(Don Beck was a member of Peoples Temple for ten years. He directed the Peoples Temple children’s choir during its Redwood Valley years and made several trips to Guyana during its pioneer days. Beginning about 20 years after the tragedy, shortly after this site went online, he became one of its most dedicated researchers, transcribing Edith Roller journals, reviewing and analyzing Jonestown records released through the Freedom of Information Act, and compiling them for the first section of documents on the Jonestown Research page. He also contributed numerous articles and remembrances. Most of those writings may be found here.)
(Don died on July 9, 2021, following a lengthy illness. He was 78.)
Remembering Liane always brings a smile, for she seemed to have a winsome manner about her wherever you might have seen her. Though she might seem scattered at times, overall she was a serious and thoughtful person with a great sense of humor – a delight to know and work with.
Liane always brought an abundance of creative ideas to anything she did. She was especially good with children, perhaps because she was often left in charge of Martin and Christa when Sharon was busy on assignments, and worked in caring for the children in meetings. Not the kind to sit back, if Liane saw something needed fixing or doing, she got on it. She also enjoyed working in skits and other performances at meetings.
Temple records which the FBI assembled showed that Liane worked in Jonestown as a teacher at all levels: elementary, junior and high school. Complementing her creativity, she could be supportive or strict, as needed, always closing with a smile leaving a person with a good feeling. She also taught “Political Enlightenment” classes – as socialism classes were called – at night. And she was a leader with the WRSM – Women’s Revolutionary Socialist Movement.
Edith Roller’s journals mentions Liane directly six times – once in 1976, the rest in Jonestown in 1978 – and always positively. (excerpts below)
Edith taught both high school-age students and adults in Jonestown, but was better with the adults. It was in her high school classes that Liane came to her aid, stepping in quietly many times. Edith appreciated her assistant’s work, and hoped she could have her help more often.
Liane’s pleasant manner and instincts working with students were her great strengths. She could explain things and made sure people understood. Everyone liked her; her presence brought a cooperative spirit into any activity. She was a natural at teaching and would have been a teacher all her life, formally or informally.
Below: Residents of Cottage #20
Below: Partial entries about Liane from Edith Roller’s journals
|Liane mentioned in Roller Journals:|
|29 Oct Fri 1976 Liane Harris makes suggestion about rewarding children for good homework and distributing newspapers. Older children to supervise.|
|11 Feb Sun 1978 We had a general discussion with Liane Harris who, teaches in the elementary school. She is fascinated by her teaching experiences and open to experimental, creative methods.|
|1 May Tue 1978Women’s Meeting: Liane Harris presided…[WRSM- Women’s Revolutionary Socialist Movement: Instituted to raise women’s self-awareness, this program focused on overcoming the perceived subservient roles of women in of US culture, especially in dating patterns and interactions between teenage girls and boys.Entries: April 11 Tues; 18 Tues; 26 Wed; May 1 Mon; 10 Wed; June 7 Wed]|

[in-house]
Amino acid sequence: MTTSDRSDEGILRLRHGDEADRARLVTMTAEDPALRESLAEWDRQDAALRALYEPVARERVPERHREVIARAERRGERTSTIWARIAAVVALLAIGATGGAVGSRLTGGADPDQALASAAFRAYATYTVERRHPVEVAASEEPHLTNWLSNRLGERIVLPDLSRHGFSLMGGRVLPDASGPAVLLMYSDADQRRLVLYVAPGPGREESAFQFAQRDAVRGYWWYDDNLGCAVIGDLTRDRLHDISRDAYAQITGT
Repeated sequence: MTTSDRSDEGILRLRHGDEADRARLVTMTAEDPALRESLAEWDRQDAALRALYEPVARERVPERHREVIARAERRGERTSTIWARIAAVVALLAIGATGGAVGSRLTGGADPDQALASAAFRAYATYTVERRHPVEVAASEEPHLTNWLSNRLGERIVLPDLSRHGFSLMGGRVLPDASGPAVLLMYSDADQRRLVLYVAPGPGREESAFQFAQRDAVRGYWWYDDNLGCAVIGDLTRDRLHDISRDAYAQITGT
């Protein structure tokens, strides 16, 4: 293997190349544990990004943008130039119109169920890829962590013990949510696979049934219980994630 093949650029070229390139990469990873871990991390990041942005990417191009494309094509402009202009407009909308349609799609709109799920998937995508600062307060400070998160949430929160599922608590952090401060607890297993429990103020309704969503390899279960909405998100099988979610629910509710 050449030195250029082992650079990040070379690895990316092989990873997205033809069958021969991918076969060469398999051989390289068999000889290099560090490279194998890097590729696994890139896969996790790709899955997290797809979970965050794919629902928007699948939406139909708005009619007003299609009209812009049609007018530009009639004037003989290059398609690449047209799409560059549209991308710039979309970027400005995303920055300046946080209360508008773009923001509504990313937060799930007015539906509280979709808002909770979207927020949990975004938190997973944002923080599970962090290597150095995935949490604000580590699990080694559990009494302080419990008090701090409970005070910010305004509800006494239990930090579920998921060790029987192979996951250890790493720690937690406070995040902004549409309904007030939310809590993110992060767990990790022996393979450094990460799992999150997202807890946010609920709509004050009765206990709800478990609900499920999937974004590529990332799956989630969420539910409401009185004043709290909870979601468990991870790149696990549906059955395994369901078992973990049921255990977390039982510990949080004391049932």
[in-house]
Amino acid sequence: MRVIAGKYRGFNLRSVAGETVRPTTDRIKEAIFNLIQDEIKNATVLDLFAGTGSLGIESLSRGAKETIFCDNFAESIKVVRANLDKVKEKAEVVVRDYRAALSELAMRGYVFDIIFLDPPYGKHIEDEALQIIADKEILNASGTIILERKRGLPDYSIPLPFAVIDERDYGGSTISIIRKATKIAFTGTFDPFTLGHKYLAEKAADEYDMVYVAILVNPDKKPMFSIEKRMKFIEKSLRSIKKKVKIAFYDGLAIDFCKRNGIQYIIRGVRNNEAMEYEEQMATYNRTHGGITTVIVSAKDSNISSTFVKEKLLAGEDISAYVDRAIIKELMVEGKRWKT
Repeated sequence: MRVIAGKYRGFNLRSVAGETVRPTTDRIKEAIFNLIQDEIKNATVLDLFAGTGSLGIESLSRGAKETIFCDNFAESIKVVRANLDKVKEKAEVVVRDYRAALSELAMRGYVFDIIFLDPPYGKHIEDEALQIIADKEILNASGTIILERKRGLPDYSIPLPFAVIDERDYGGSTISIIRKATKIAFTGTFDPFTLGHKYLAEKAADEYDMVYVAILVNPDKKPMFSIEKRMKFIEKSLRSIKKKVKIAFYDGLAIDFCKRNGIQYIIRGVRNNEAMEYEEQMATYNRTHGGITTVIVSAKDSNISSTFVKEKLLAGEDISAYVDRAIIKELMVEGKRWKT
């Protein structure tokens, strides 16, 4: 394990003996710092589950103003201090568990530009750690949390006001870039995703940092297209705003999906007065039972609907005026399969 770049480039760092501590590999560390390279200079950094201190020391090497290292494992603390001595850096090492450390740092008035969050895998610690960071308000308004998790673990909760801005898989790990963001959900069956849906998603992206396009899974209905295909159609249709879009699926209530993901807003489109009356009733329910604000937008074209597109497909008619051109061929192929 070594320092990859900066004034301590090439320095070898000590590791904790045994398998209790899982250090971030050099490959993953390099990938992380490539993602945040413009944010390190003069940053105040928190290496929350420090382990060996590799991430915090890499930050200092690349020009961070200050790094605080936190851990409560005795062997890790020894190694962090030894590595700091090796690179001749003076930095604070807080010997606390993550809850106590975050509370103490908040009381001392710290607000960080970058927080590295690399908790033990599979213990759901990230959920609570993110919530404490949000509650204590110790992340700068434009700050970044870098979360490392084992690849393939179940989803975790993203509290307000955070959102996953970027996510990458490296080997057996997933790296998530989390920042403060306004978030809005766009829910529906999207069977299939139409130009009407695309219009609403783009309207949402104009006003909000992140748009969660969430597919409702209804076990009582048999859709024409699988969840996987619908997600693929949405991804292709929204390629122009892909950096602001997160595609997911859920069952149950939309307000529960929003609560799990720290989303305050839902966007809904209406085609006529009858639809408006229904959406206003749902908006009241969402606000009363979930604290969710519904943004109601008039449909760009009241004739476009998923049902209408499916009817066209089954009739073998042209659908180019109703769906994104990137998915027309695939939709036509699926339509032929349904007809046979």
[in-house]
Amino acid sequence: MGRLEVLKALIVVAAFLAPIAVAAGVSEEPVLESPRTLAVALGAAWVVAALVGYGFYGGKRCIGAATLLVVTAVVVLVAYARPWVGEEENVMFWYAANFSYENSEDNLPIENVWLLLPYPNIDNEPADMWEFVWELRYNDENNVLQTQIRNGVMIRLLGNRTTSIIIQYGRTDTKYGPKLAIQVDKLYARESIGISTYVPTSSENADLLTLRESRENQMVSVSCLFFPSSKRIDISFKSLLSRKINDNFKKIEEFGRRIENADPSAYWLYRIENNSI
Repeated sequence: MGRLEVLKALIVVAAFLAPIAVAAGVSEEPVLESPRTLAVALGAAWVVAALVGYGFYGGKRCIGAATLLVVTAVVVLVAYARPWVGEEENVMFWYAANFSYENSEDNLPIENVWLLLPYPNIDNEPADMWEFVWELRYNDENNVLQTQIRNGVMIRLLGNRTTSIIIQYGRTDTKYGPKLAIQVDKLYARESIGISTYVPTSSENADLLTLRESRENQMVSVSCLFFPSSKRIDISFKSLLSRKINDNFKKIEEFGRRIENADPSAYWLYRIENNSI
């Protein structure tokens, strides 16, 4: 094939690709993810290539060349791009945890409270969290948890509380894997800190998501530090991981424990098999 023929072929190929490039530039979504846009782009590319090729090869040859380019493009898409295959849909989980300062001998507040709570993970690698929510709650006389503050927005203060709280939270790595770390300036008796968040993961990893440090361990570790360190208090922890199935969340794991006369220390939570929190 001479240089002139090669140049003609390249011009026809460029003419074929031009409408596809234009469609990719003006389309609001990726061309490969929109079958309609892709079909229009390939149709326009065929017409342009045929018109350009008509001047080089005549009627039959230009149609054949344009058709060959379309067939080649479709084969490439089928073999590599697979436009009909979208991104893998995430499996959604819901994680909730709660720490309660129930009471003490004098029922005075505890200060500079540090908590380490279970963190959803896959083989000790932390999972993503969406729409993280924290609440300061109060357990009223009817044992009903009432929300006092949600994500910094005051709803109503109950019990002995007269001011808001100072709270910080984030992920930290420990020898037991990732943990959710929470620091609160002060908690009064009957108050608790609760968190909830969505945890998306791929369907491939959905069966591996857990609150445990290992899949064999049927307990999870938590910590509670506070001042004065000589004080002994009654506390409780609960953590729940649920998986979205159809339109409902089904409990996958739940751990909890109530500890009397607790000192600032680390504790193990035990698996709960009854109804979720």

|5 May Fri 1978 A large number came to the adult class today, though I had made no announcement. I resumed work on reading, telling my aim to take care of 3 categories with those who can’t read and write, those who can read and write a little, and those who read fairly well but don’t write well. For this lesson I tried to give material which might interest all three groups. At the end of the class period I found that Liane Harris had been in the group. She realized I was going to need help and offered to give her services. She uses very innovative methods in the junior high and I hope she can work with me.…We had a long meeting. [Richard] Tropp emphasized striving for reading ability based on Jim’s literacy drive. He made it plain that though instruction can be based on news, it should not be a mere dictation and writing down news items. When discussion turned to behavior problems and class inattentiveness, Tropp felt that it was possible to awaken motivation by various means. Their experience in the US schools and television had reduced the attention span. Liane Harris attended as she is going to help Jann [Gurvich], overburdened with junior high teaching with her basic class. I am not sure she will have time to help me with the adults. We spent a good while talking to students one by one who had misbehaved in class.|
|12 May Fri 1978 Liane Harris who has been assigned to monitor the high school classes was present at the beginning of the second period. They entered in a rowdy mood. Though I had come early and put material on the board, what we had prepared yesterday, some acted as if they had no idea what to do with it and wouldn’t give me a chance to explain. They were bored and insolent. While Liane was still there. I, very embarrassed, spoke indignantly of their of their attitude. Some perhaps a majority, quietly tried to do the work, but the rest were uncooperative. I was very distressed, knowing the situation would be presented before Tropp and the teachers.Returned my material to the school office and got my dinner plate. We had watermelon.At teacher’s meeting Liane reported, in not too caustic terms, her impressions of my class. Tropp said they were testing to see who was going to control the class, a common situation here.|
|15 August Tues 1978 Liane Harris and Joan Pursley carrying hundreds of dollars were accosted by a robber who demanded it. They laughed, said they didn’t have any. He went away.|